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Behind 'Ear Hustle,' The Podcast Made In Prison

Apr 18, 2018
Originally published on April 19, 2018 11:13 am

Nigel Poor and Earlonne Woods wanted to start a podcast about life in prison. It would be for inmates, by inmates, to be played on the closed-circuit station in San Quentin State Prison in California — "for the inside," as Woods says.

Woods is serving a 31-years-to-life sentence for attempted second-degree robbery. Poor is a visual artist who volunteers at San Quentin.

Their humble expectations grew when they found out about a talent contest for new podcasts, sponsored by Radiotopia. They entered. They won. And their podcast, Ear Hustle, became a hit. ("Ear hustle means eavesdropping in on other peoples' conversation — being nosy," Woods explains.)

Poor says, "I think a lot of people, unless you're involved in the criminal justice system, the prisons are these invisible places. We don't know what happens inside of them. And so hopefully our stories make human the people that are in here."

Working in prison comes with a host of obstacles. The studio is an echoey concrete room, with no phones or Internet access. There are constant interruptions — even when they were taping an interview with NPR.

Ear Hustle is now in its second season, and — with help from prison officials — we finagled a way to talk with Poor and Woods from inside that makeshift studio.


Interview Highlights

On whether Woods learned things about prison life that he hadn't already known

Woods: Well, I would say I've learned about different conversations that I didn't know nothing about. I don't know if I have learned anything different.

Poor: Were you surprised, though, about how vulnerable people would be talking to us?

Woods: Not really. I mean, some people, yeah, but for the most part, people love to tell stories. Especially if they're telling them to, you know, the right people. Some people be apprehensive about telling certain stories, probably, to the media. But when you're dressed in blue like them [other inmates], yes, they will divulge.

On the richness of prison life

Woods: Oh, we haven't even got to, like, Shakespeare, or artistic ensemble, or — there's a lot we haven't even touched yet.

Poor: There's so much happening here. And San Quentin is a little bit different in that it has a lot of programs for people to do — it has a lot of volunteers that come in, so it's a very active community. Someone asked us if we'd ever run out of stories, and I think it's going to be a long time. Because as you said, it's very active in here; there's very rich and interesting and complicated lives happening.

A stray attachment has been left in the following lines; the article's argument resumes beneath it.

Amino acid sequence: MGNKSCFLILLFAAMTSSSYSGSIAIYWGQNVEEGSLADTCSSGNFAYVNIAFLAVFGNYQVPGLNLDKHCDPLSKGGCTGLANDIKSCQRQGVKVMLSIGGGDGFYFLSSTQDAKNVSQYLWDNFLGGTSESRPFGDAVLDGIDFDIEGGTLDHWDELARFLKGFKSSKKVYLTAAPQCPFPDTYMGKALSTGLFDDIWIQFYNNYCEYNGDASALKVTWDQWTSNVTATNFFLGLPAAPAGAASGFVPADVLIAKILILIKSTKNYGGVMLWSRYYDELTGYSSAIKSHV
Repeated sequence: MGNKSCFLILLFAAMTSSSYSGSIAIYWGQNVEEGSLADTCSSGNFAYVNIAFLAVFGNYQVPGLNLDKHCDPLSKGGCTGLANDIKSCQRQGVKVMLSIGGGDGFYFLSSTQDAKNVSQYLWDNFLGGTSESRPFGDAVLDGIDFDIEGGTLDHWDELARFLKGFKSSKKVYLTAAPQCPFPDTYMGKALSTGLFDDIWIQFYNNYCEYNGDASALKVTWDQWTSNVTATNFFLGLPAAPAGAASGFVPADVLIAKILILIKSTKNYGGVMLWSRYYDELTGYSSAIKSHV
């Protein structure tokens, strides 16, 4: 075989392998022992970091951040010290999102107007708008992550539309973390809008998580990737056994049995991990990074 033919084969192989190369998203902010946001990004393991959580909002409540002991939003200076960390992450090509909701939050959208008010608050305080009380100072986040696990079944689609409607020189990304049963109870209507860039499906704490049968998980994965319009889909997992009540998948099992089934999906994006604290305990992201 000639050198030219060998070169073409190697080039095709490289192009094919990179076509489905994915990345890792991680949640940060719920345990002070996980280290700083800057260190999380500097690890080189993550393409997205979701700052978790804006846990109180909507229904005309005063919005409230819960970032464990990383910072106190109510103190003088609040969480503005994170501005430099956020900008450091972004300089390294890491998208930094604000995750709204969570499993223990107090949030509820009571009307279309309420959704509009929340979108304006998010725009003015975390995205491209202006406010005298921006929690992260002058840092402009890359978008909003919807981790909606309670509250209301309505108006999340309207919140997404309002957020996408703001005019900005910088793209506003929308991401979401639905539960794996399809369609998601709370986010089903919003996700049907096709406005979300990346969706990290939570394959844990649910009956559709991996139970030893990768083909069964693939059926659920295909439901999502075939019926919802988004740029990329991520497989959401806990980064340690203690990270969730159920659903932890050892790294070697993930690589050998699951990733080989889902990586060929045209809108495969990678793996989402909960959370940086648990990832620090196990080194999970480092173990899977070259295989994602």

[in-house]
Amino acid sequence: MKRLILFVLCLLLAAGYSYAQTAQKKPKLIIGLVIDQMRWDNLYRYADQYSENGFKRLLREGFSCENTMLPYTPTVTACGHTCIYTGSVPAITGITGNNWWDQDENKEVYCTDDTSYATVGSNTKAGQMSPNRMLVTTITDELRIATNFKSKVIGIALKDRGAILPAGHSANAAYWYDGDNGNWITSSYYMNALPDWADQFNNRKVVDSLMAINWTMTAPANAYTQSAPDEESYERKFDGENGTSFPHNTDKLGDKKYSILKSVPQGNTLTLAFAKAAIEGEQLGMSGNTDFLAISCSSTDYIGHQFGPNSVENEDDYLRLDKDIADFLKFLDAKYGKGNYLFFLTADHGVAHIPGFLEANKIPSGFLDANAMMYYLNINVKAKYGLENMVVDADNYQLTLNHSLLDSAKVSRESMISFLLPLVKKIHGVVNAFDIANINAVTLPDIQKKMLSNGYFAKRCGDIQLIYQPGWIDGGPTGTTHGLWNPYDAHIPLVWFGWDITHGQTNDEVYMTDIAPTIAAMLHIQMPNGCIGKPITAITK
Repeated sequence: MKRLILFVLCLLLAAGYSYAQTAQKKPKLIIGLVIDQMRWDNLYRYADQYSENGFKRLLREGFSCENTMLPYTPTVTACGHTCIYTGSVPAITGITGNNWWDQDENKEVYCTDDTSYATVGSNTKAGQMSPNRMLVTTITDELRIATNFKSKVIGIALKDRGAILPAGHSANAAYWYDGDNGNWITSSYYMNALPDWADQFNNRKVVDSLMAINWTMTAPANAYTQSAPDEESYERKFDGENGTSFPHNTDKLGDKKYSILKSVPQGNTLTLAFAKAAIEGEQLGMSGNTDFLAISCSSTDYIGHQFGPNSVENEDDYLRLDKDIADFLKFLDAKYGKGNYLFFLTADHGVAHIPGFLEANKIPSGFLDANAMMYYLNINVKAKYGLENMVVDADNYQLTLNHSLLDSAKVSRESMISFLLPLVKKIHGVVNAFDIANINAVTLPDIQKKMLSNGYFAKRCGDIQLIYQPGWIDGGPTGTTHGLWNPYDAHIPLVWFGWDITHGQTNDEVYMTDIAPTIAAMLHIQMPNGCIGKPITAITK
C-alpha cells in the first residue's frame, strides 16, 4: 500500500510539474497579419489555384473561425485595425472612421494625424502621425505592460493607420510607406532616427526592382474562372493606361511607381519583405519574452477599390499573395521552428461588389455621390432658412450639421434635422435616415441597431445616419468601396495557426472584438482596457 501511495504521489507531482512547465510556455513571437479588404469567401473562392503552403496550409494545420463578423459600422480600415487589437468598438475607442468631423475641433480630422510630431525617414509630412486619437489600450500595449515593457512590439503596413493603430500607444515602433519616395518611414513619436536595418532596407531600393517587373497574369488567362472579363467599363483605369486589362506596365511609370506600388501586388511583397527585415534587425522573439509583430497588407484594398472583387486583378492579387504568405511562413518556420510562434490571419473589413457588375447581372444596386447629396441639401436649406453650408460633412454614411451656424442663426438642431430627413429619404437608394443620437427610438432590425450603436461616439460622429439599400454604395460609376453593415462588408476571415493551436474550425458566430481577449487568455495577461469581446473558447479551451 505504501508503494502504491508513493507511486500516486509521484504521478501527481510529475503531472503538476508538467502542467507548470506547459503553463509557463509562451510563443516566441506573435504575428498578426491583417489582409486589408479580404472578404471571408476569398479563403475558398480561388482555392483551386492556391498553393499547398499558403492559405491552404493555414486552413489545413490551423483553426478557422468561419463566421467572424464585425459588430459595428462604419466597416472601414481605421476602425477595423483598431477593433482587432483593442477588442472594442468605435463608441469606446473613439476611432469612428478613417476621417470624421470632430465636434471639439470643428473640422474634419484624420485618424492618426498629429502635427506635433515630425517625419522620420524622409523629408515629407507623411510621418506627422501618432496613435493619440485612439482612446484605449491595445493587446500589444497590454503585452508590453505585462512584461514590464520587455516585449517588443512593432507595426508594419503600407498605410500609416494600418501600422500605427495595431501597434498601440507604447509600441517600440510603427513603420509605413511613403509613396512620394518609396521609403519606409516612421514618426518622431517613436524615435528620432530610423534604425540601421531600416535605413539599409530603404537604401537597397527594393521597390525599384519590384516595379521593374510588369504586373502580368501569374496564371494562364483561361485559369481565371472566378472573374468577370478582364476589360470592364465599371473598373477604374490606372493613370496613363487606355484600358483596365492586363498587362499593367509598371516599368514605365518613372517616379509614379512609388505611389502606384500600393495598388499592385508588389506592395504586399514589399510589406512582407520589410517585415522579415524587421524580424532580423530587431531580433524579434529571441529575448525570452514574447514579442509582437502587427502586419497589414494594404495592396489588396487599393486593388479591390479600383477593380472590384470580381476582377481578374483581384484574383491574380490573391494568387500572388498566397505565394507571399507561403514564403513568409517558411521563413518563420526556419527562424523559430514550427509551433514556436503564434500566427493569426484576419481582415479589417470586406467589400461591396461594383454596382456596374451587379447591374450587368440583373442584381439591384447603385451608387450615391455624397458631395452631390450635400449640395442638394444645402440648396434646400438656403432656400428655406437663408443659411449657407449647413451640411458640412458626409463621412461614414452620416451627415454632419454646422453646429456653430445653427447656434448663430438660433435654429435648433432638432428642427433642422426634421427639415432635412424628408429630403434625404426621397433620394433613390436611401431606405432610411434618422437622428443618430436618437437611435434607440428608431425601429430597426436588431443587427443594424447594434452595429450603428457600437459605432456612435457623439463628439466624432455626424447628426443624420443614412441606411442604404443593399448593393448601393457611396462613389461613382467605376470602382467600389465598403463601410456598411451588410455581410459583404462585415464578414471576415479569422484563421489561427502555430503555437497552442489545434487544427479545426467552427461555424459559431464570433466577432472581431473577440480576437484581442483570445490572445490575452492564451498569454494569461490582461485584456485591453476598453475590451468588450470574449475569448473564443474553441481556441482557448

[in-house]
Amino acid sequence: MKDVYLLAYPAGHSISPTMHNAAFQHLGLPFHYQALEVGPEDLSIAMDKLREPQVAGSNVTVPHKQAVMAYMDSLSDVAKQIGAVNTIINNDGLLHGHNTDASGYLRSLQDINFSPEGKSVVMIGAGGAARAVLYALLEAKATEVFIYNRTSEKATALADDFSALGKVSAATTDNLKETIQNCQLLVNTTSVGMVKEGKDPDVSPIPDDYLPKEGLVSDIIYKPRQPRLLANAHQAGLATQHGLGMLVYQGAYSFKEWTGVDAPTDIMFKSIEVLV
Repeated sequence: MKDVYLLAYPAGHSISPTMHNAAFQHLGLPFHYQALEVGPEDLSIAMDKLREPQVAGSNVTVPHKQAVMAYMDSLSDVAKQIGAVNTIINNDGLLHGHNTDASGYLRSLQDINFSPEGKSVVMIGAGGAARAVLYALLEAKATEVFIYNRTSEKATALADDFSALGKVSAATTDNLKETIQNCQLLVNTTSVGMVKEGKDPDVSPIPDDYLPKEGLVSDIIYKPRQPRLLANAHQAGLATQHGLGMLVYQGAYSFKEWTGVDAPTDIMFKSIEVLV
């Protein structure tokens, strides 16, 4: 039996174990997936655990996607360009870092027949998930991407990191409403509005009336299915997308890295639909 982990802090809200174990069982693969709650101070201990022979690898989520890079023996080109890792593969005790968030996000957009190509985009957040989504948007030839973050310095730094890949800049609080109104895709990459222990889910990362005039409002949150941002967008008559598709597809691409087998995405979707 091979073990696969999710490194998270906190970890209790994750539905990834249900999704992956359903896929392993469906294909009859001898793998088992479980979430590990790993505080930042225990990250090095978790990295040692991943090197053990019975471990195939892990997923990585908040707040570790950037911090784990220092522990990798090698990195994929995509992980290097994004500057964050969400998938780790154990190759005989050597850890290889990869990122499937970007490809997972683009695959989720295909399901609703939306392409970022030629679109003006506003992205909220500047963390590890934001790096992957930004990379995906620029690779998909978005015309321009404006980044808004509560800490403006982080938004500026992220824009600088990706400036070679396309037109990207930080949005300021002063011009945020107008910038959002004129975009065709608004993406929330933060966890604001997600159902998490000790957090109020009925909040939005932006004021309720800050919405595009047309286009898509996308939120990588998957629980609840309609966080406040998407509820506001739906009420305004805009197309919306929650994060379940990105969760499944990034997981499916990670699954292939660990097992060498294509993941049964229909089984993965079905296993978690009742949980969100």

On the story of inmate Adnan Khan, who hadn't seen his mother in 10 years and wasn't sure he'd remember how to hug her when she visited

Woods: Some people probably haven't seen their family members in 15, 20 years, you know? So going out there, figuring out what you want to do, that's kind of interesting, you know? Like, do I kiss her on the cheek? Do I kiss her on the forehead? Do I kiss her on the lips? I don't know. 'Cause you know, you out of touch in that sometimes. So hearing his story, it was interesting — you know, it makes you think about your relationship with your own mother.

Poor: We work really hard to set up an atmosphere of trust and comfort when we interview people. And we push people, too. I mean, we're not interested in pat stories with happy endings where people are just talking to us in a surface way. So we, I guess, demand a lot from the people we interview, and they trust us enough to respond in kind.

On the "Dirty Water" episode, in which they brought in a victim of child sex trafficking, Sara Kruzan, to talk to a prisoner who was convicted for (unrelated) child sex trafficking

Woods: I was at a symposium that a volunteer ... put together, and Sara Kruzan was in my group. And when she told her story, it was really powerful. And I just asked her, like, would you like to come in and talk about it? And we got to talking further, and we put together a little, pretty much, restorative justice with her and the other guy that's in the story.

It was just important just to get her in here to just talk with her, you know? And get her side of how she was brought up, and also, like I said, get the other guy's side, and put them together and try to create a conversation — start a conversation. ...

Poor: I think that it's important that we have true stories that come out — that we don't sugarcoat things — and that people take responsibility for the actions that got him here, or that got them here. And so for us, that story is a departure. But that is a big part about life inside prison. People need to talk about what got them, you know, the sentences that they got. And restorative justice symposiums happen here — I don't know on a regular basis, but they do happen here — and it's something that is a privilege to sit in on and see it working.